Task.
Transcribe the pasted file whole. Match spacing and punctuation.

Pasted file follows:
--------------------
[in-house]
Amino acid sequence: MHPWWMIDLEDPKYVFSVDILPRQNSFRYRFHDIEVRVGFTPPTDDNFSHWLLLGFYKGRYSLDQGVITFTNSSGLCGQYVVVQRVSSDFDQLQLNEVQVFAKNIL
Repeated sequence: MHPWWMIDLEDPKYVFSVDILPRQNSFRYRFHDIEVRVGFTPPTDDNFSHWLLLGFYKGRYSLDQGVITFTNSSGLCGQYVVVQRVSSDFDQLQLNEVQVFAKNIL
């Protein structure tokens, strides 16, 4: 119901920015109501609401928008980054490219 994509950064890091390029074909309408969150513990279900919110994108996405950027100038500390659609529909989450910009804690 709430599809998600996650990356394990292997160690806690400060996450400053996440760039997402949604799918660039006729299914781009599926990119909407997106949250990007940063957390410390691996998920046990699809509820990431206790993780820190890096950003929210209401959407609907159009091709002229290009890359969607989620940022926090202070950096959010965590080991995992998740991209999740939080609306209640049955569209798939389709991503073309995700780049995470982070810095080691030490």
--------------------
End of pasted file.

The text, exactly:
[in-house]
Amino acid sequence: MHPWWMIDLEDPKYVFSVDILPRQNSFRYRFHDIEVRVGFTPPTDDNFSHWLLLGFYKGRYSLDQGVITFTNSSGLCGQYVVVQRVSSDFDQLQLNEVQVFAKNIL
Repeated sequence: MHPWWMIDLEDPKYVFSVDILPRQNSFRYRFHDIEVRVGFTPPTDDNFSHWLLLGFYKGRYSLDQGVITFTNSSGLCGQYVVVQRVSSDFDQLQLNEVQVFAKNIL
């Protein structure tokens, strides 16, 4: 119901920015109501609401928008980054490219 994509950064890091390029074909309408969150513990279900919110994108996405950027100038500390659609529909989450910009804690 709430599809998600996650990356394990292997160690806690400060996450400053996440760039997402949604799918660039006729299914781009599926990119909407997106949250990007940063957390410390691996998920046990699809509820990431206790993780820190890096950003929210209401959407609907159009091709002229290009890359969607989620940022926090202070950096959010965590080991995992998740991209999740939080609306209640049955569209798939389709991503073309995700780049995470982070810095080691030490």